Michele Li: Doshisha Animal Life Circle

For my CIP, I participated in the Doshisha Animal Life circle with Ryan. It meets every Thursday at 6:30 at the Doshisha Shinmachi campus and this study group’s aim is to enrich their own knowledge on the current situations of animals around the world. But since there were school festivals (Clover Festival and EVE Festival) coming up and free papers they had to finish, their usual study meetings were put on hold to discuss what kind of booth they wanted to set up and what kind of layout they wanted for the free paper. As part of my CIP, I decided to observe if there were any differences in the way they treat foreigners as compared to the way they treat other Japanese students.

Through my participation, I realized that their attitude doesn’t depend on whether you’re a foreigner or a Japanese person, but whether they think of you as a friend or a stranger. If you were a complete stranger, as well as a foreigner, the club members tended to avoid striking up a conversation and preferred to ignore your presence. For example, when Ryan and I went to the first meeting, although they first greeted us with smiles and snacks, as soon as they started to discuss the festival preparations, they turned their backs to us and proceeded to speak amongst themselves. Not once during the meeting did they meet our eyes or try to talk to us. We were left to figure out what was happening by ourselves. This continued throughout the semester. There was another instance when Ryan and I were working with a Japanese club member in order to make decorations for the club’s booth, but it was basically us working in silence. We tried striking up a conversation, asking what last year’s booth was like, etc., but the conversation always died after one exchange. The Japanese student didn’t try to continue the conversation and seemed like he felt uncomfortable talking to us for more than a minute. On the other hand, if you were someone they knew, they would greet you with exuberance and constantly joke with you, even if you were a foreigner. For example, there was a Korean exchange student who was in the club with us, but since everyone in the club was familiar with him, they would constantly chat with him and poke fun at him. There was even this one time when the president of the club wasn’t able to come to a meeting, so she made the Korean student the leader of that day’s meeting instead. Although it was a little disheartening to be ignored after trying to converse with them, it was still an interesting experience to see how the club members acted around each other.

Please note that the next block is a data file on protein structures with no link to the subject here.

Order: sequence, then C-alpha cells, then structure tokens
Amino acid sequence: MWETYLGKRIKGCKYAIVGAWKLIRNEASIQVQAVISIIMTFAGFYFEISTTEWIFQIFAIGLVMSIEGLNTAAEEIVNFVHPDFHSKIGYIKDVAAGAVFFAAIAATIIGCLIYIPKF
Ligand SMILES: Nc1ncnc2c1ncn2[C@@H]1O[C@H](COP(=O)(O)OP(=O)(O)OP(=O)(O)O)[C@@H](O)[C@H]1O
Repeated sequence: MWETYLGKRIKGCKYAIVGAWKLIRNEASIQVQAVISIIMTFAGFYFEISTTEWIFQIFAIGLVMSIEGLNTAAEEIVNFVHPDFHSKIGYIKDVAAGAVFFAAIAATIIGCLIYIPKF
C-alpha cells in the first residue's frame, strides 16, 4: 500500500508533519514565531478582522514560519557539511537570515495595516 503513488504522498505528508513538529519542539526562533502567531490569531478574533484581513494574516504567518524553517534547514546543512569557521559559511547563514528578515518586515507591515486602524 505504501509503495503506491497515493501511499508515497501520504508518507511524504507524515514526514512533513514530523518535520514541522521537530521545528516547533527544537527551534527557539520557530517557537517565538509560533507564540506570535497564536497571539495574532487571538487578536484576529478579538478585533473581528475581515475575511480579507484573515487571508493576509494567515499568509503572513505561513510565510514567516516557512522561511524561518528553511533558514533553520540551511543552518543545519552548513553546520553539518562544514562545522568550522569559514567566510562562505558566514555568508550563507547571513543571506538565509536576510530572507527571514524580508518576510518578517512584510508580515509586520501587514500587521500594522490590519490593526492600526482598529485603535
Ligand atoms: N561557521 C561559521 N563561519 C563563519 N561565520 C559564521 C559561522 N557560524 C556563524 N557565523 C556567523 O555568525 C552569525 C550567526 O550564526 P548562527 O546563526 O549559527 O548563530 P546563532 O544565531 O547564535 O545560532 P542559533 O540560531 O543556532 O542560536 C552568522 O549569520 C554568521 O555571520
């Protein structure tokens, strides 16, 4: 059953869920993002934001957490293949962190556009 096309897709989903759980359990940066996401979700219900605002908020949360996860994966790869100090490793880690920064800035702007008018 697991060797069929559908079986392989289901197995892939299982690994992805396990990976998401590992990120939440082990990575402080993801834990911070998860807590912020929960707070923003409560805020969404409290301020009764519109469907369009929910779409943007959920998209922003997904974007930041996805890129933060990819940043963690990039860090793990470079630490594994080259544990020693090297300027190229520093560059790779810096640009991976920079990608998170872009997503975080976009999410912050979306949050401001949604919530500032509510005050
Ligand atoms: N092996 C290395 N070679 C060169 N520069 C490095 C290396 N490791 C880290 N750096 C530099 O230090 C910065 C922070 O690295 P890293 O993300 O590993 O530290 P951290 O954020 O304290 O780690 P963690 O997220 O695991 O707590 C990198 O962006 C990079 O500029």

4 thoughts on “Michele Li: Doshisha Animal Life Circle

  1. That sounds so painful! よく頑張ったよ!I wonder though if they were more shy talking to you. In my own team, there were instances where they clearly did not know how to go about continuing the conversation. Still, that was rather mean of them.

    Did the semester start like that, or did it progress into this?

    • Thank you for your comment テムチェンコさん!Haha, I guess it was kind of painful to experience, but it was understandable! As for your question, the semester started off like this and just continued on. I tried getting it to change, but I guess it didn’t work out too well.

  2. さすがリーちゃん!Asking those hard questions, getting to the bottom of discrimination, acting like an old man! I’m sorry to hear that people in the circle wouldn’t open up or try to get to know you or Ryan! Although it was an unfortunate situation, I’m glad you were able to learn that it wasn’t because you were foreign, but because the circle members were quite socially awkward around new people, and as you already know very well, some Japanese people are very friendly and outgoing!
    Was there anyone you felt you were able to make connections with in the circle?

    • イフェ!コメントしてくれてありがとう!This old man is trying her best ٩(ˊᗜˋ*)و
      Yeah, I guess most of my disappointment stemmed from the fact that I knew they were really nice, but I guess they just felt too awkward around me to try. As for your question, if I had to choose someone that I felt closer too, it would probably have to be the Korean exchange student. Even though I’ve only met him twice throughout the semester, he was perhaps the only one who tried to talk to us and make us feel welcomed!